Recapping Wednesday's Cases, and Predicting the Remaining 8 Cases

Wednesday brought four constitutional law decisions. Several biggies remain.

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On Wednesday, the Court decided four cases. Each decision resolved an important question of constitutional law. First Collins v. Yellen held that the structure of the Federal House Finance Agency was unconstitutional. Second, Mahanoy Area School District held that a school could not punish a student for sending "vulgar" snapchat messages. Third, Cedar Point Nursery v. Hassid held that California violated the Takings Clause of the Fifth Amendment by requiring farmers to admit union organizers. Fourth, Lange v. California held that the hot pursuit doctrine does not categorically apply to a fleeing misdemeanant. I have now edited all four cases for the Barnett/Blackman supplement. (Randy and I have added a chapter on constitutional criminal procedure to the Fourth Edition of our casebook.) Please email me if you'd like a copy.

I plan to write more about each case. Here, I'd like to revisit my dismal predictions. I correctly predicted that Justice Alito would write Collins. I whiffed on the other three. I had hoped Justice Kagan would write Mahanoy. She would have brought verve to the topic of student free speech. Alas, generations of principals, teachers, and students will have to suffer from Justice Breyer's staid prose.  I thought Justice Alito or Kavanaugh would write Cedar Point. Wrong. The Chief kept it for himself. In light of his votes in Horne I and II, Roberts is especially strong on the Takings Clause. If there is a vehicle somewhere to overrule Kelo, now is the shot. Finally, I didn't have strong thoughts on Lange. I predicted Sotomayor, but instead we got a Kagan opinion.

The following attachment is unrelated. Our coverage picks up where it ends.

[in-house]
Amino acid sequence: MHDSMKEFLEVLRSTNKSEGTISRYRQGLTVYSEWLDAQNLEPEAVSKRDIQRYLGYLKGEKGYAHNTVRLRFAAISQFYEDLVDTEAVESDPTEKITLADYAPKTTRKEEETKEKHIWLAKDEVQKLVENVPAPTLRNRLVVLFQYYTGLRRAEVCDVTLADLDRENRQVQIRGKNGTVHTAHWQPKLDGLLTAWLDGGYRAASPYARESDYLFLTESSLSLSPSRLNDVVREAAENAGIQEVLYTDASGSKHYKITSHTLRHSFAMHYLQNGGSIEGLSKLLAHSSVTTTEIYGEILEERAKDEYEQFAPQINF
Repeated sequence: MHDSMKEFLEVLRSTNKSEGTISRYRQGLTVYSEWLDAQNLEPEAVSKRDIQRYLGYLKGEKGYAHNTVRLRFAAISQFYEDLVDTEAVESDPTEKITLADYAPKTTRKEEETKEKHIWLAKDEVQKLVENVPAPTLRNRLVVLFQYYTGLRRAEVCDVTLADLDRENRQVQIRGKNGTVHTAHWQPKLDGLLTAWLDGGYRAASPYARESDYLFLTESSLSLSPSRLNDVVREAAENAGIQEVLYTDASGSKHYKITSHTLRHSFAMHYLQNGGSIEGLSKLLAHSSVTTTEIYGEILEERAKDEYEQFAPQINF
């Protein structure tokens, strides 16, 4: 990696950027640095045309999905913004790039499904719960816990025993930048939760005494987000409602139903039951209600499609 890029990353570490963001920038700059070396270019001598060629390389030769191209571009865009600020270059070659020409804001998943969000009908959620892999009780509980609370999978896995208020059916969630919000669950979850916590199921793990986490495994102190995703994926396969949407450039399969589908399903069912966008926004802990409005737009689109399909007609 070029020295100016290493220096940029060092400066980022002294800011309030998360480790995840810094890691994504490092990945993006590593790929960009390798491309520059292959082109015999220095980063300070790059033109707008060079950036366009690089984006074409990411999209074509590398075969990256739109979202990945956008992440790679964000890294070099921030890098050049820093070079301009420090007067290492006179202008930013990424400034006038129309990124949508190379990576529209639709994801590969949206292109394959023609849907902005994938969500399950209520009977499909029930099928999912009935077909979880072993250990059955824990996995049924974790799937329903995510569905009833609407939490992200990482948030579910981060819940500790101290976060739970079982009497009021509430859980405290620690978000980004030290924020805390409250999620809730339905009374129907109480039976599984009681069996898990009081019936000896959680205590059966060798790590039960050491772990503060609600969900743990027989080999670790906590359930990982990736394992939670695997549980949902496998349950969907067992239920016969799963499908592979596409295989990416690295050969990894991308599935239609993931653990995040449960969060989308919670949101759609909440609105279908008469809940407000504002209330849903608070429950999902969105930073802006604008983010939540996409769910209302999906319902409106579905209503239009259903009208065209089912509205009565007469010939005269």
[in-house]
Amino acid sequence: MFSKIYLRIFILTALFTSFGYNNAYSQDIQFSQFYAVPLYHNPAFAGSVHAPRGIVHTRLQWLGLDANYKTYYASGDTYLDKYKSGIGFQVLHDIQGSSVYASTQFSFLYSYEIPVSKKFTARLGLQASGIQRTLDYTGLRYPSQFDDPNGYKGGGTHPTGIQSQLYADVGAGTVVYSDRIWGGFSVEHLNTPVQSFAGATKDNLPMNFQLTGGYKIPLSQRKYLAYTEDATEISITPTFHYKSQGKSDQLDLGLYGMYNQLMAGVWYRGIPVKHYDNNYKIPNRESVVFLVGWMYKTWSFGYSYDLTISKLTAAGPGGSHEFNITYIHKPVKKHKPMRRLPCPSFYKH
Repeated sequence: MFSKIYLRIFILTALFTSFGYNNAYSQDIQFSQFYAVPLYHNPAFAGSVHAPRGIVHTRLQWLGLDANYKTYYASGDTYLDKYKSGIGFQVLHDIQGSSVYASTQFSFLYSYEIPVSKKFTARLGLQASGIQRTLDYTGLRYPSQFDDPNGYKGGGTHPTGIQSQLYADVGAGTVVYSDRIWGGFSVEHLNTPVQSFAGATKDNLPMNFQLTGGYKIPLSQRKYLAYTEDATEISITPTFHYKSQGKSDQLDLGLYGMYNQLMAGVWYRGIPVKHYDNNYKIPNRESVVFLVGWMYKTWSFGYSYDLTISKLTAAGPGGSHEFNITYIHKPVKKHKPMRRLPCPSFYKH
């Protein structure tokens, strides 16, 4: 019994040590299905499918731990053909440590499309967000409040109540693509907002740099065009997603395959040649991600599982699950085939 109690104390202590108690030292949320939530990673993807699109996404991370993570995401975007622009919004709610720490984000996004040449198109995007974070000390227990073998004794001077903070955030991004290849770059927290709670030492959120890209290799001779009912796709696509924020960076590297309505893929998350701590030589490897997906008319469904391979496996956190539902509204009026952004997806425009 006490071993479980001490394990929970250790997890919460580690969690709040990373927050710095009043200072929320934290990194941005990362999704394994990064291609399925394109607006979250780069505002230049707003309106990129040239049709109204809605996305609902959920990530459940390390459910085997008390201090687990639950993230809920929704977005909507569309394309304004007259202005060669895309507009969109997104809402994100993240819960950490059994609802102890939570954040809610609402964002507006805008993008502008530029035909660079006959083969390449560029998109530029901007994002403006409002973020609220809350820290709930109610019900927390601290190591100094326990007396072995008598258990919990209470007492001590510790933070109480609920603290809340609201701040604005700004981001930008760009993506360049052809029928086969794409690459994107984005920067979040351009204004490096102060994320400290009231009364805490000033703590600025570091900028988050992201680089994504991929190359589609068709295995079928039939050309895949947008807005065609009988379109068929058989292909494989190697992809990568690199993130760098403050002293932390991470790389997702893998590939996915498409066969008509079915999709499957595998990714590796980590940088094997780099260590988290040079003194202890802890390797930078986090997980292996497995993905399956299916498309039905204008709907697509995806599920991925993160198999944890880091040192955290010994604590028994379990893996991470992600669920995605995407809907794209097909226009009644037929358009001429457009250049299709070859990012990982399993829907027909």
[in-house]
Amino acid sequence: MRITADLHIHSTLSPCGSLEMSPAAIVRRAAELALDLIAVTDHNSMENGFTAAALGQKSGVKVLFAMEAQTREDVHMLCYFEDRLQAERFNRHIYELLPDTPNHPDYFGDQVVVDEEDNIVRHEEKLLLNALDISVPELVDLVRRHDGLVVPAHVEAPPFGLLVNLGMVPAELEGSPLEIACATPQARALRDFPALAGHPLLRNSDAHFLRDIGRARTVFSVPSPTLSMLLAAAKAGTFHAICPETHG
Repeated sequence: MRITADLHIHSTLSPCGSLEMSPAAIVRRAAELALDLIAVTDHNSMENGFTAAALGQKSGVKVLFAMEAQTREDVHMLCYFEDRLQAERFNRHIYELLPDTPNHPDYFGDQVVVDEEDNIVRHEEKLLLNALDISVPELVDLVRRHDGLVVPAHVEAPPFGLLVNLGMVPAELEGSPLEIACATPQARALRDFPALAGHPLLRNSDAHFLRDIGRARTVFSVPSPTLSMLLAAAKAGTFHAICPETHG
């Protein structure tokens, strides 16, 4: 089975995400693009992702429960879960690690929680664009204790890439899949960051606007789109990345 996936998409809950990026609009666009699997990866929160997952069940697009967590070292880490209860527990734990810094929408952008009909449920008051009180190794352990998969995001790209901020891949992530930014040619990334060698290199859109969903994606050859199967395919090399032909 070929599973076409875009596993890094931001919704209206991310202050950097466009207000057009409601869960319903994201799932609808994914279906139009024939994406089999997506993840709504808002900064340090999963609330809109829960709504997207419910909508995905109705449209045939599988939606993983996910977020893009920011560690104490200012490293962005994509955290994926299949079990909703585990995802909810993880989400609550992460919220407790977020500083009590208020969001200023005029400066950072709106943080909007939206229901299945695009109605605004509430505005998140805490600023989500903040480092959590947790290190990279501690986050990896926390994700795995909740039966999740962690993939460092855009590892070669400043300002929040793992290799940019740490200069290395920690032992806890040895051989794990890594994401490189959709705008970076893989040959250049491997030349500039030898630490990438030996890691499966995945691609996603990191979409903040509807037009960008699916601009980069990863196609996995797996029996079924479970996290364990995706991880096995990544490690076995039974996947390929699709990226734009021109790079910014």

We are left with eight cases. The Court will hand down some tomorrow, and probably the rest on Monday, possibly Tuesday.

January Sitting

Only one case is outstanding: Guzman-Chavez. I still don't have a strong prediction here. I'll give this statutory interpretation case to Barrett. She was very active during oral arguments on statutory nuance.

February Sitting

Only one case is outstanding: Brnovich. Because Roberts ended up writing Cedar Point, I am going with Alito or Kavanaugh for Brnovich.

March Sitting

Only one case is outstanding: TransUnion. I'll stay with Kagan for this Rule 23 case.

April Sitting

Justice Breyer wrote the majority in Mahanoy. There are five outstanding cases from that sitting: PennEast (Barrett), Minerva (Kagan), AFP/Thomas More v. Bonta (Roberts), Chehalis (Gorsuch), and HollyFrontier (Barrett).